In previous studies, including the Ministry of Internal Affairs and Communications (2013), it was pointed out that the estimated theoretical tax base of Japan’s consumption tax using data from input-output tables greatly exceeded the tax base declared by taxpayers. In this paper, we applied a consistent method provided by Hutton (2017) for estimating the size of the consumption tax base for each economic activity and demand item to data from Japan’s input-output tables for 2011 and 2015. The estimated result for 2011 was about 13.2 trillion yen, and the result for 2015 was about 22.6 trillion yen, which do not greatly exceed the tax amount declared by taxpayers.
This paper confirms the basic structure of Modern Money Theory (MMT) and examines it from tax and budget theory of Public Finance. Although MMT expands the endogenous money supply theory developed by the post-Keynesians to the vertical money such as cash, reserves, and public bonds, issued by the central government and the central bank, the complexity of the theoretical structure hinders its understanding. This paper explains MMT by classifying it into the following theoretical systems: “money is a debt” derived from the definition of “horizontal money creation” and its attendant “accommodation,” “vertical money creation” and its attendant “monetary sovereignty,” “taxes-drive money view,” “debt hierarchy,” which integrally grasps horizontal money and vertical money, and “Stock-Flow Consistent.” Furthermore, by adding the recognition of “Money Manager Capitalism” and “Minsky’s half century,” the “Need for a budget deficit” was derived. Combining “functional finance with these systematic monetary theory,” the structure leading to the policy proposal of “Job Guarantee Program (JGP)” was explained. Finally, by examining MMT’s tax and budget theory in detail, we have come to a point out that there is a different perspective from the existing Public Finance.
Property tax has been identified as a case of a “good” local tax in the literature. Such argument, however, presumes that property tax is levied solely on land. In practice, property tax applies to housing and depreciable assets such as machinery and buildings, which implies a feature of capital tax. It is known that capital tax distorts capital investment. The present paper analyzes the effects of property tax on capital investment. To be concrete, we use panel data of manufacture census such as Census of Manufacture and Economic Census for Business Activity, and examine how property tax on depreciable assets in Japan affects capital investments by small and medium enterprises. It is established that property tax negatively affects their investment and such adverse effects are exacerbated among enterprises with liquidity constraints.
In cities where the population is concentrated in the center of the city (cities with high levels of compactness), land prices tend to be high in locations such as residential areas. This is because the level of public services is high, living is convenient and economic activities are efficient in these cities. This paper analyzes the effects of levels of compactness on land prices compiled by the Japanese government for various levels of compactness, various types of land use and various levels of distances from the center of the city by using a fixed effect model with panel data.
The results show that land prices become higher in cities with higher levels of compactness, and that the impact on land prices varies with the level of compactness and whether the land is used as a residential area or commercial area. The results also show that rises in land price are bigger in zones that are closer to the center of the city than in zones that are further away.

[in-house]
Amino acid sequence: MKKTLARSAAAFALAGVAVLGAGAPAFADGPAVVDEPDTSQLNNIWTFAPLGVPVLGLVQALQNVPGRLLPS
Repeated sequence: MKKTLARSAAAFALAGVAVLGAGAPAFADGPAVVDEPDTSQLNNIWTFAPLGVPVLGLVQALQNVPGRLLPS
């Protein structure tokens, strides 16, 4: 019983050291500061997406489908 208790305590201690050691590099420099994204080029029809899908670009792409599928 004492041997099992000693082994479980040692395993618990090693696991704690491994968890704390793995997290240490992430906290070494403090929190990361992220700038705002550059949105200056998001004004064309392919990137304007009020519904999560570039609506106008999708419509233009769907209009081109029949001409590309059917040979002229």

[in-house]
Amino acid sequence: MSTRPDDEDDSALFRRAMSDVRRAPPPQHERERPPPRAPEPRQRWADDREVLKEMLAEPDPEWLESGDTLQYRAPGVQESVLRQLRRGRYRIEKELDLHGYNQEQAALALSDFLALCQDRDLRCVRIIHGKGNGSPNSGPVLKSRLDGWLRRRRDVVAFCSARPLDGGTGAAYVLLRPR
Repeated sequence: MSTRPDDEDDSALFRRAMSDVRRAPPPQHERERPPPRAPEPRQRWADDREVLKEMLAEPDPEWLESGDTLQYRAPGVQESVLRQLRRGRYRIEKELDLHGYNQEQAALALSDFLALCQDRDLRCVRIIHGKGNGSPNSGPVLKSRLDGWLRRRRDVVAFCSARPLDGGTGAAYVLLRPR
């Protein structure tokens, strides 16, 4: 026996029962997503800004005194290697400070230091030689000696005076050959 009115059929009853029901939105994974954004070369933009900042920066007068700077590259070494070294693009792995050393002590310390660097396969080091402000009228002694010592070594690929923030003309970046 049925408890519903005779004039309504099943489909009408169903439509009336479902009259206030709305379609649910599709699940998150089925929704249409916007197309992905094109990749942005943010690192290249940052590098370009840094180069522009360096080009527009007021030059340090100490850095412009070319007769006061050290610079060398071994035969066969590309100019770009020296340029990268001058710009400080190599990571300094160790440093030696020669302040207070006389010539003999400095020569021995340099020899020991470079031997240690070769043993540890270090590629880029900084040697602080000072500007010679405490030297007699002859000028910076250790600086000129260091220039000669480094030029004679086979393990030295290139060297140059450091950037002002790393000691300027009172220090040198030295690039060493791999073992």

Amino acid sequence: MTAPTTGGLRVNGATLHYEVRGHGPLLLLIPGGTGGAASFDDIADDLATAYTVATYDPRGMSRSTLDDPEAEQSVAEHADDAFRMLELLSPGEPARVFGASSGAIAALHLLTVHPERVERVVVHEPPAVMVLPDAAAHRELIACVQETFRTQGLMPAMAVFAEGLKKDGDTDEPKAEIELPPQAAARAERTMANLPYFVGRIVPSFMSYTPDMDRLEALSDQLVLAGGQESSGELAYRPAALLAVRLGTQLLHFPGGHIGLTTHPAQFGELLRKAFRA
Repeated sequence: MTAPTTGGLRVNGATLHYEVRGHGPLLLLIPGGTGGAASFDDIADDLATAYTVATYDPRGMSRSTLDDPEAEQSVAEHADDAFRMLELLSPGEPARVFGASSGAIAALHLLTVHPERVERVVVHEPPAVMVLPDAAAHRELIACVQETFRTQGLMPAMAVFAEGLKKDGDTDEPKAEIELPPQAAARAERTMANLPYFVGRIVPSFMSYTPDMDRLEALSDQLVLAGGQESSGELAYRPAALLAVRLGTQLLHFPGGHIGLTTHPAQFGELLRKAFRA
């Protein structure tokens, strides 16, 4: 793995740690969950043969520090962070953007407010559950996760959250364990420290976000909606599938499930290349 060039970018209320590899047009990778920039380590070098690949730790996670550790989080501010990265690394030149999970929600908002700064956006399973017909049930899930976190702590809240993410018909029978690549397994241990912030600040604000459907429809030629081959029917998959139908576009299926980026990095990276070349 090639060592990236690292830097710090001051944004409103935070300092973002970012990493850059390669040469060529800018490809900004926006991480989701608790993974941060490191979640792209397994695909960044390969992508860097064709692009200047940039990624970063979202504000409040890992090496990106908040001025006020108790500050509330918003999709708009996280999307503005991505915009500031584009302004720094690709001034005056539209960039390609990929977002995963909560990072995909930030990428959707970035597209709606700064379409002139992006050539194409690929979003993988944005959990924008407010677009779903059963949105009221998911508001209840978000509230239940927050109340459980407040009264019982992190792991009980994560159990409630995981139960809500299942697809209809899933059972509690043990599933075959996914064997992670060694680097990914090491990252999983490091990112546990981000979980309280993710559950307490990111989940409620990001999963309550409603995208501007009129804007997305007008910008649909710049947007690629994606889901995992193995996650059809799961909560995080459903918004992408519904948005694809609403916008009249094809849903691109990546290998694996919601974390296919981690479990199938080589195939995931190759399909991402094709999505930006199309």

Treasury control over maintaining fiscal discipline is considered to have collapsed in the 1970s after it ran an enormous budget deficit. This paper analyzes the process of organizing the 15-month budget in the late 1970s and shows that the budget deficit occurred despite the functioning of treasury controls. Until the second supplementary budget for fiscal year 1977, which constituted a 15-month budget, the budget was prepared under the rule of keeping the dependence on public debt within 30 percent. However, the Japanese government had to adopt a policy of expanding domestic demand in the face of a strong yen. To manage this dilemma, Takeo Fukuda sent a secret letter to the United States. On this basis, hard-liners in the US government took the lead in foreign policy and exerted “foreign pressure” (gaiatsu) on Japan. As a result, Fukuda was able to implement a budget that broke through treasury control. Meanwhile, the Ministry of Finance turned to “reversibility” to consolidate its control; it then expanded public works and introduced a fifty-fifty rule. However, the “reversible” policies remained and contributed to the budget deficits in later years.
This paper criticizes the fact that the uniqueness of the local government as a public sector is not dealt with in the concept of regional economic circulation in previous studies. Therefore, this paper posted the recursive and continuous movement of money originating from local governments within the existing concept of regional economic circulation by the concept of “fiscal circulation.” As a result of the case analysis of Nishiawakura-village, Okayama Prefecture, the uniqueness of the recursive flow of money to the local government starting from fiscal expenditure was found in the regional economic circulation. This uniqueness was because of financial resources that change every year and the policy or structure made by the government.